Butter Knife: View Binding Library for Android

This is the second instalment of my Code More Efficiently series and it directly targets Android programming, specifically dealing with UI and layouts. When I think Android and boilerplate, my thoughts immediately direct towards the UI elements and the ways in which they interact with each other as well as the entities hosting them, namely Activities and Fragments. Butter Knife, an open source library by Jake Wharton, allows the developer to fly past the boilerplate and focus on what matters most: The App!

Butterknife Logo

What is Butter Knife?

A butter knife is a blunt knife used for cutting or spreading butter … With that out of the way, let’s get to the real Butter Knife. Butter Knife is a View Binding library. What does that mean? It means that Butter Knife can

  • Find all the views in your layout and assign them to variables and/or fields that you have annotated within your code, essentially replacing all your calls to findViewById() with a single call to ButterKnife.bind().
  • Find each of the views whose ids are specified in an array and place it in a list of Views for you.
  • Associate various listeners with the widgets in your layout, such as
    • OnCLickListeners for single views or a list of views
    • OnLongClickListeners for single views or a list of views
    • OnFOcusChangedListeners
    • OnCheckedChangeListeners
    • OnItemSelectedListeners
    • OnItemClickListeners
    • OnItemLongClickListeners
    • … and more

Butter Knife does all of the above via simple annotations that you place on class fields and methods. Can you imagine how many less lines of code you’ll have to write?

Where can I use Butter Knife?

You can use Butter Knife’s view injection in Activities, Fragments, View holders for AdapterViews (such as ListView and GridView), View holders for RecyclerViews, and generally where there’s a View to be found!

View Binding

To annotate a view for injection, simply declare a field with a type that matches the view and annotate the field with @Bind. The only parameter required for the @Bind annotation is the id assigned to the view:

@Bind (R.id.my_image_view)
ImageView myImageView;

To indicate that the field may not be present in the layout, use any variant of the @Nullable annotation (e.g. Android support annotations):

@Nullable @Bind(R.id.my_image_view)
ImageView myImageView;

You may also add multiple views to a List of views

@Bind ({R.id.image_1,
               R.id.image_2,
               R.id.image_3})
List<ImageView> myImageViews;

or an array of Views

@Bind ({R.id.image_1,
               R.id.image_2,
               R.id.image_3})
ImageView[] myImageViews;

Once all your annotations are in place, all you need is a call to ButterKnife.bind() to do away with all those pesky findViewById() method calls. Depending on what you’re injecting the views into, you’ll use a different variant of ButterKnife.bind(). Don’t worry about it now, we’ll get to that shortly.

Binding Listeners

As previously mentioned, view injection is just one of the many awesome things that Butter Knife does for you. Another thing that Butter Knife is especially good at is injecting listeners. Listener injection is similar to view injection in the way that you still link the target and your code via annotations. The difference is in what you annotate. I’m sure you’ve already guessed that for listeners, because you’re responding to an event, you have to annotate a method. The semantics are identical, though. The annotations (depending on their type) take either a single view id or an array of view ids and connect a specific event to the annotated method. The same call to ButterKnife.bind() that processes your view injections will take care of your listeners as well so all you have to do is annotate. That’s easy, right?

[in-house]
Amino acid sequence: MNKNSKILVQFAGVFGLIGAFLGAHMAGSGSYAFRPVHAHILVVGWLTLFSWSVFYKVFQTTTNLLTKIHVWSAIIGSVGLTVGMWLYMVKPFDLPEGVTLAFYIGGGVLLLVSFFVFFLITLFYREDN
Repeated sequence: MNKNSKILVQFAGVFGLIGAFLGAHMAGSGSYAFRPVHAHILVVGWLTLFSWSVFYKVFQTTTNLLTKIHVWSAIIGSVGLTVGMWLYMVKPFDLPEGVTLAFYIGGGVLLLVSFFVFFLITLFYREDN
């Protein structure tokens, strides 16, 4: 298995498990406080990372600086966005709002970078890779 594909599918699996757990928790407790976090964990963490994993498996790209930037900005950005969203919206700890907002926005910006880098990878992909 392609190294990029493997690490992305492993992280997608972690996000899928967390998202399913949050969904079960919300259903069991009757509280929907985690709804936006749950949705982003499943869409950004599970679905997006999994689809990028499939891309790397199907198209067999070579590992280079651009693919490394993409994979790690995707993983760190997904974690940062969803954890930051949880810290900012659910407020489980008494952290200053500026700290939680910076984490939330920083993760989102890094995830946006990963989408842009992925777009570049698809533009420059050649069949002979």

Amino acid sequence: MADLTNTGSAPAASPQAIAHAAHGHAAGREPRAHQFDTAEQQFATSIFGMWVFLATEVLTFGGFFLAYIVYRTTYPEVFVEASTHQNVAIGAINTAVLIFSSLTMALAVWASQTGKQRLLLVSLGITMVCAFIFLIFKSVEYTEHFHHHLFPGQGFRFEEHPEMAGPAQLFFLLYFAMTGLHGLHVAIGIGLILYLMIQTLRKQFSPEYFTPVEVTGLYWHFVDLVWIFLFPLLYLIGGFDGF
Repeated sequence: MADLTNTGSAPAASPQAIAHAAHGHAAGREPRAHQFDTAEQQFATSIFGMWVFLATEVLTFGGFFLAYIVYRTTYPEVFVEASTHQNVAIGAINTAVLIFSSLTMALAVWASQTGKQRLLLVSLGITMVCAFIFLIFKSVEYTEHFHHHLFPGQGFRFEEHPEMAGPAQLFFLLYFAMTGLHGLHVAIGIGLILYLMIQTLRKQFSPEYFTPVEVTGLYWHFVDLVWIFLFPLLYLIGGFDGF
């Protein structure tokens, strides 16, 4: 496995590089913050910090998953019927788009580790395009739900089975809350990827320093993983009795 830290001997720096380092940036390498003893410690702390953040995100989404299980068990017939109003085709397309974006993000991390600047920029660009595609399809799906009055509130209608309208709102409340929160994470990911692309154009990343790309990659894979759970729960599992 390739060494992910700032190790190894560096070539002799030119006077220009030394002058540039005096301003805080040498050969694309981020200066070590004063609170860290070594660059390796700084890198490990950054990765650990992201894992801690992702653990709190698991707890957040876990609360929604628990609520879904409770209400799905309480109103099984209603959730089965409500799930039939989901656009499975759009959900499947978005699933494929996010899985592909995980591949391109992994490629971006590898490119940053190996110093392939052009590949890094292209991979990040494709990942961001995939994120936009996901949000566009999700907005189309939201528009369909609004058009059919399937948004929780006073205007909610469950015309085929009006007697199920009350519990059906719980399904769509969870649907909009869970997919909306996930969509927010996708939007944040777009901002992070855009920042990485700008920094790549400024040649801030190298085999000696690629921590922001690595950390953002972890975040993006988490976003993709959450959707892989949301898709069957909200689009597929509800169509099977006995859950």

Single Method Listeners

Many listener interfaces specify a single method to be implemented. For example the OnCLickListener only specifies the onClick (View view) method. While we’re talking about the OnClickListener interface, let’s have a look at how you’d assign the OnClick functionality to a button in your layout.

final Button button = (Button) findViewById (R.id.my_button);
button.setOnClickListener(new View.OnClickListener {
  public void onClick (View view) {
    // Process button click
  }
});

Now, I don’t know about you, but I have a few problems with the code above:

  • We wrote 6 lines of code that do nothing
  • Of those 6 lines, 3 are nothing but bloody boilerplate or brackets!
  • Unnecessary nesting of code

Using Butter Knife, all of the above can be reduced to a simple method in your class:

@OnCLick(R.id.my_button)
public void onClick (View view) {
    // Process button click
}

How does this code differ from the above? Well, we still have the same 3 lines for the method (I’m sure we all agree that regardless of the method body, the size of that method does not change between the two implementations). However, we’ve managed to get our boilerplate down from 3 lines to one. That’s for just one button. Imagine how many lines of bloody button boilerplate your can banish with Butter Knife for the entire layout or the entire app!

OnClickListeners

You already know this one from the last section, don’t you? Just annotate your method with @OnClick and pass in the id of the view whose clicks you want your method to handle.